Our Readers' Opinions
December 4, 2009

We brought life to Vote No campaign – Green Party


Editor: The SVG Green Party’s vote NO campaign worked with the NDP vote NO campaign eight days before polling day for strategic reasons. The SVG Green Party came in at a point that gave significant momentum to the vote NO campaign. SVG Green Party visited most of the villages in St Vincent, but sadly, time did not allow us to reach beyond Barrouallie or the Grenadines.{{more}} SVG Green Party’s prominent television ads brought life to the vote NO campaign.

The following points were perceived by voters for rejecting the constitution:

1. A lack of trust in the key players of the proposed new constitution was the significant factor to voters.

2. The new constitution increased the powers in the hands of the Prime Minister.

3. Compulsory purchase of private land by government and not paying market value with a delay of twelve months before making the first payment was open to discrimination.

4. Government must always treat the people with sacred regard and respect their God-given rights and freedoms. The new constitution did not show respect for the peoples’ rights and freedoms.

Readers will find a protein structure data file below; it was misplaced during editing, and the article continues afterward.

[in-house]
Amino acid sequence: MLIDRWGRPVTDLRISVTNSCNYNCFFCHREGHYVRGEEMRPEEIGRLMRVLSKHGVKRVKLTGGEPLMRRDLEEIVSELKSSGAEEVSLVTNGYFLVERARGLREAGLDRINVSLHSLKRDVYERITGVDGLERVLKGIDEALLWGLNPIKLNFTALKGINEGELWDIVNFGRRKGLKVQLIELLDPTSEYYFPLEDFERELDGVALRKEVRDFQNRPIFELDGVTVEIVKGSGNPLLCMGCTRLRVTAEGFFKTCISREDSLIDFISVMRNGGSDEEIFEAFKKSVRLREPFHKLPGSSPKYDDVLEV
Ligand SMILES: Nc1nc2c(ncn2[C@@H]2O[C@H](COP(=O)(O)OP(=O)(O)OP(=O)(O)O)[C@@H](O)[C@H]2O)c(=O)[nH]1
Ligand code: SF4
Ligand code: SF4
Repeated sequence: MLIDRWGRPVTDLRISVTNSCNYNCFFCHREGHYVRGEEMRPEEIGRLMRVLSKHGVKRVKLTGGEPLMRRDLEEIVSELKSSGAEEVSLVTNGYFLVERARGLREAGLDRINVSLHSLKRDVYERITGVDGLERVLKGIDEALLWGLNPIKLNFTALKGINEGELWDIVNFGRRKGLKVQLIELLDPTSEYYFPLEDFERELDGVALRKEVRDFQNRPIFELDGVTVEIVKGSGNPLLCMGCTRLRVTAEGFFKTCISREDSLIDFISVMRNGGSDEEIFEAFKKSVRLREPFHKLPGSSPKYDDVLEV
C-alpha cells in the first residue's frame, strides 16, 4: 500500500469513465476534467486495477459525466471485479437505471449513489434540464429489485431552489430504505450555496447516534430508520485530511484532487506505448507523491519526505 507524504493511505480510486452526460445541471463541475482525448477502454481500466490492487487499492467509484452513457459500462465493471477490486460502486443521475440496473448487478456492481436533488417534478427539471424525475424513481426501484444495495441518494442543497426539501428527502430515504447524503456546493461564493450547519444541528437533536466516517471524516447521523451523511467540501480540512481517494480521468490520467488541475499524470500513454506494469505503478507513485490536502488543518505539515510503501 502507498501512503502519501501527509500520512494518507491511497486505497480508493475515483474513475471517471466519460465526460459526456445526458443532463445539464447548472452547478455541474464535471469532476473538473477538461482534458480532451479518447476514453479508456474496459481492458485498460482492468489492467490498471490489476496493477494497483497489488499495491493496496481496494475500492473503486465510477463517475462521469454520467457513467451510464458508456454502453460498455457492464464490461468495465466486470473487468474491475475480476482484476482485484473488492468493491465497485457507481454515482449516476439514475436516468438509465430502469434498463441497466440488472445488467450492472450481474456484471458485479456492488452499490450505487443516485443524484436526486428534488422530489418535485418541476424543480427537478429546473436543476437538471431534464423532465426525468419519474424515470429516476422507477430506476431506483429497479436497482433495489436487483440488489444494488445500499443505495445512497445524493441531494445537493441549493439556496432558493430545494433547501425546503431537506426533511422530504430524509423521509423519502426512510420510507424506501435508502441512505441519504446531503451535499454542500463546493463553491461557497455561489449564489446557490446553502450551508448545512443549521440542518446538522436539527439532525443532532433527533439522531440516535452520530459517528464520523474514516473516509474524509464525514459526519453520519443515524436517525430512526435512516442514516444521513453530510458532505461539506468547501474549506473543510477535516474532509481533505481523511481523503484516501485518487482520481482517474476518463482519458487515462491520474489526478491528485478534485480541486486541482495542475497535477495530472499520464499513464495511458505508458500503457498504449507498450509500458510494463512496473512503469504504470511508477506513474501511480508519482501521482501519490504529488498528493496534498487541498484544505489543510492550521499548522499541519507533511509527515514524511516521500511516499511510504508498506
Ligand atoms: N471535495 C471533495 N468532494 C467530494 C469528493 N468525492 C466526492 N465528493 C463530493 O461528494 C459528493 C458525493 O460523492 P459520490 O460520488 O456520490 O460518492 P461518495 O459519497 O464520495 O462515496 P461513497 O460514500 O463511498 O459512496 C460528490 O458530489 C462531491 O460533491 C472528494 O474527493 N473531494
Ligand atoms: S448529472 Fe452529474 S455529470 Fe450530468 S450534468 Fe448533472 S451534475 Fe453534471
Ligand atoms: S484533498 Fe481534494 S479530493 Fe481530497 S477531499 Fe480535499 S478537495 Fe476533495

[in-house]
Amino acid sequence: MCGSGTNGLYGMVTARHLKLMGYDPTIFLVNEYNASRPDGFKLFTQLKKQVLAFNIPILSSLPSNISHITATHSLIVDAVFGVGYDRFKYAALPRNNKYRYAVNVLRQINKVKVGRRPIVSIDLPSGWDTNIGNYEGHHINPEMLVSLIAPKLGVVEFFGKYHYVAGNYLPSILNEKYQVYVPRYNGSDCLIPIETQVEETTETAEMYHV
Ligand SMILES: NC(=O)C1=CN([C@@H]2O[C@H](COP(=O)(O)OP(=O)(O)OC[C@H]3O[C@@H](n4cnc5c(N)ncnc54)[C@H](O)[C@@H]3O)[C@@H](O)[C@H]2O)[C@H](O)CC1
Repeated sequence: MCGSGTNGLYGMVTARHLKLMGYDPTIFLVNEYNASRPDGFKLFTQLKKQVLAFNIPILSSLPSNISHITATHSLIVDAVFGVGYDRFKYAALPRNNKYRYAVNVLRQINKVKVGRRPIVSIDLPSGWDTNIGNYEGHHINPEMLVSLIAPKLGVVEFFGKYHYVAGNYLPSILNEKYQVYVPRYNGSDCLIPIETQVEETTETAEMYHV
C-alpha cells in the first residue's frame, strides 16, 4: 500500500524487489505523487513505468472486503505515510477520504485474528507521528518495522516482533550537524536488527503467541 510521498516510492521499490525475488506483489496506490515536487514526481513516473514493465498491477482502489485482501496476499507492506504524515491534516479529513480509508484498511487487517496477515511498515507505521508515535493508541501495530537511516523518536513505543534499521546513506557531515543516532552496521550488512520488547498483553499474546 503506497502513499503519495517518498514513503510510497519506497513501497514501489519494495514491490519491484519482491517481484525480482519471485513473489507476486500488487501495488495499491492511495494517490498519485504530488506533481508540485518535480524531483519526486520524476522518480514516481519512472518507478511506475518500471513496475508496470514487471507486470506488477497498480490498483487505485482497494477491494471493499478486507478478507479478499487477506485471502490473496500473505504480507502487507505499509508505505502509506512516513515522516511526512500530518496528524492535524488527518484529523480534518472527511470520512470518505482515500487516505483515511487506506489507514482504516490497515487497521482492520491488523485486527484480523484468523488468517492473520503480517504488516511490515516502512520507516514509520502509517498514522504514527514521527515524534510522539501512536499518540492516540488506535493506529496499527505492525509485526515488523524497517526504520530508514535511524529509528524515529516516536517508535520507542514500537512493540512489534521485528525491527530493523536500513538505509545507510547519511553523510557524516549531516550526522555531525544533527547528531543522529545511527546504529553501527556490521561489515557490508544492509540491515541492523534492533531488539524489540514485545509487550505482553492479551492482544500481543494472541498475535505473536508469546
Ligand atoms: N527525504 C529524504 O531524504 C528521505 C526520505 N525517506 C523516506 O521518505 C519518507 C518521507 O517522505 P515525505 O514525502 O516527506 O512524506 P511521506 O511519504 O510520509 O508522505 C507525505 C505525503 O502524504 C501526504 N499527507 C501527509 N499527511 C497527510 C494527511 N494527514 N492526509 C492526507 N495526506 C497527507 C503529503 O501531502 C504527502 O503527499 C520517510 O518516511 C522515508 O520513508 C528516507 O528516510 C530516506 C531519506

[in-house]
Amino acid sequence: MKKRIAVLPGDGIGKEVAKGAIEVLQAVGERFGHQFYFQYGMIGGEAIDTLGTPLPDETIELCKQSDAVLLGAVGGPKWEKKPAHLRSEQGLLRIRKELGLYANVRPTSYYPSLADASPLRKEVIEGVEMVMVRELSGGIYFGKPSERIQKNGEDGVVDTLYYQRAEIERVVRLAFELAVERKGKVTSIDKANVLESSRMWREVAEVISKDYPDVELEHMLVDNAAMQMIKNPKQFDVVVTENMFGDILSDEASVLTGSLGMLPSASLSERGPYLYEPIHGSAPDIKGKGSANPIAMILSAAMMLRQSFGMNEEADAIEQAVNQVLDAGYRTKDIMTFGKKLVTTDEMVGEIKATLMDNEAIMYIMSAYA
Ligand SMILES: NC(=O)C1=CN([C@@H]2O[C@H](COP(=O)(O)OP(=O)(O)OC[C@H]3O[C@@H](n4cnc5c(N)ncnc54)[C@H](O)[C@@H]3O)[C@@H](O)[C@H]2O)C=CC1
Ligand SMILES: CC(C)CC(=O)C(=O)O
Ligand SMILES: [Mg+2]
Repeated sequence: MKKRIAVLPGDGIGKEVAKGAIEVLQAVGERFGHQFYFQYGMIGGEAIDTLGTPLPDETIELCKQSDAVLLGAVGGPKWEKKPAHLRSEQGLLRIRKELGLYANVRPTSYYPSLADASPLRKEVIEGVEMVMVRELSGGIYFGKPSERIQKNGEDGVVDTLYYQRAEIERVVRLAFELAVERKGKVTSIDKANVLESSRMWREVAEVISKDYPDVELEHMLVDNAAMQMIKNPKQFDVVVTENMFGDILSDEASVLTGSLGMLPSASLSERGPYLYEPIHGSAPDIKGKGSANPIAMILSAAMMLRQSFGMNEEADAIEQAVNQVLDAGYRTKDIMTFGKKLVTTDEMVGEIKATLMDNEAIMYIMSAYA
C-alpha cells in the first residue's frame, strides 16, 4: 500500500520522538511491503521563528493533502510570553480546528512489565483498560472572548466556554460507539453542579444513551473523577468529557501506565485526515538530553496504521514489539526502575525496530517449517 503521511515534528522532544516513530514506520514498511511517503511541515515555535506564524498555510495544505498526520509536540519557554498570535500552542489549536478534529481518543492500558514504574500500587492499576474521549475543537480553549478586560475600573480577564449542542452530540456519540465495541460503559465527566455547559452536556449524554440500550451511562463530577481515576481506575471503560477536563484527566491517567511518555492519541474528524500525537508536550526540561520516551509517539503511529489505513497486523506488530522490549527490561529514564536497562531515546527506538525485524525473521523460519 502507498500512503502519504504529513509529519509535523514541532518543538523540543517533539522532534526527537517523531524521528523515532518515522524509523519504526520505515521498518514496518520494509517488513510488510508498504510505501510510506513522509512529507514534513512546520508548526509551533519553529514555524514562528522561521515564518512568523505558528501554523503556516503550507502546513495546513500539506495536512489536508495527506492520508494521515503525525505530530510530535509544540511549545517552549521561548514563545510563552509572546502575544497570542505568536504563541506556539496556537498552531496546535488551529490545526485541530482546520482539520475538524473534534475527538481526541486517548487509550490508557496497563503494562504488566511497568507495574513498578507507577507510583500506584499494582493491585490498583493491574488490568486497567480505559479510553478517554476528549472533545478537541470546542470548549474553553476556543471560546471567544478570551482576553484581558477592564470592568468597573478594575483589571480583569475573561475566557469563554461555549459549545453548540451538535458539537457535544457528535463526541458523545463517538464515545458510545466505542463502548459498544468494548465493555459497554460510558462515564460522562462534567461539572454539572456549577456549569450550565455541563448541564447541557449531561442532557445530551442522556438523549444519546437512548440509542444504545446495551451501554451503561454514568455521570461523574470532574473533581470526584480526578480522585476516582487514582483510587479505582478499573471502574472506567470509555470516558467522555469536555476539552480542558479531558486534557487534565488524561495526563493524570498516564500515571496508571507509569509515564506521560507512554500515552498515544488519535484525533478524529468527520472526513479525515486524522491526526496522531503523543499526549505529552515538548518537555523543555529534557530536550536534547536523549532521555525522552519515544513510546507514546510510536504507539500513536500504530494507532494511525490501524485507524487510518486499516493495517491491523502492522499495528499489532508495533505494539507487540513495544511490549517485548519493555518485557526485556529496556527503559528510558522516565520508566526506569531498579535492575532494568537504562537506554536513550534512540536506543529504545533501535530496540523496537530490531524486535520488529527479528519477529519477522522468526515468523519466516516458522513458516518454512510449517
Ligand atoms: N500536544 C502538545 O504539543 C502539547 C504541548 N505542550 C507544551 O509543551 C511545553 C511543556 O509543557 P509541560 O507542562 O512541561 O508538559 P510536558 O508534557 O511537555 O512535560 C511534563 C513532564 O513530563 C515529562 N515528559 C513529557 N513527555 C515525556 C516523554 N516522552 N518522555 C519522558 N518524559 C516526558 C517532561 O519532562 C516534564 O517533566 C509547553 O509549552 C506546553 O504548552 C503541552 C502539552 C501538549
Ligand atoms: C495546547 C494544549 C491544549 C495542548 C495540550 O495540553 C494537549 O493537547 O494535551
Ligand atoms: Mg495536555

5. The strengths and weaknesses of the constitution were not fully explained to the nation.

6. The silent majority was grossly underestimated by a privileged few.

7. The decision of the Boundaries Commission being not challengeable in a Court was totally unacceptable.

8. There was no need to increase the number of Parliamentarians. Parliament should not be a forum for privileged employment.

9. The new president should be elected by the people and not by a group of friends.

10. The mere fact that the yes campaign was using public money to buy votes shows a hidden agenda in the event that the Yes vote was successful.

11. The US dollar scandal at the NCB resulting in a member of staff being suspended was a strong cause of concern to Vincentians.

12. The need for the preservation of freedom of speech was not guaranteed in the new constitution.

13. The entire campaign was conducted along party lines.

14. The arguments for and against the use of symbols on the ballot paper in place of ‘yes’ and ‘no’ to facilitate secret balloting by illiterate people indicated that symbols should have been the preferred choice. There were 620 rejected ballots on November 25, 2009, whereas there were only 262 in 2005. In 2005, 63.76% of electors voted, whereas only 53.60% voted in the referendum. The analysis shows a clear case for the use of symbols on the ballot paper in future referenda.

In conclusion, the results are telling us that come next general elections, the ULP might win one seat, while other parties will win fourteen seats.

Ivan O’Neal BSc (Hons), MSc, MBA, Leader of the SVG Green Party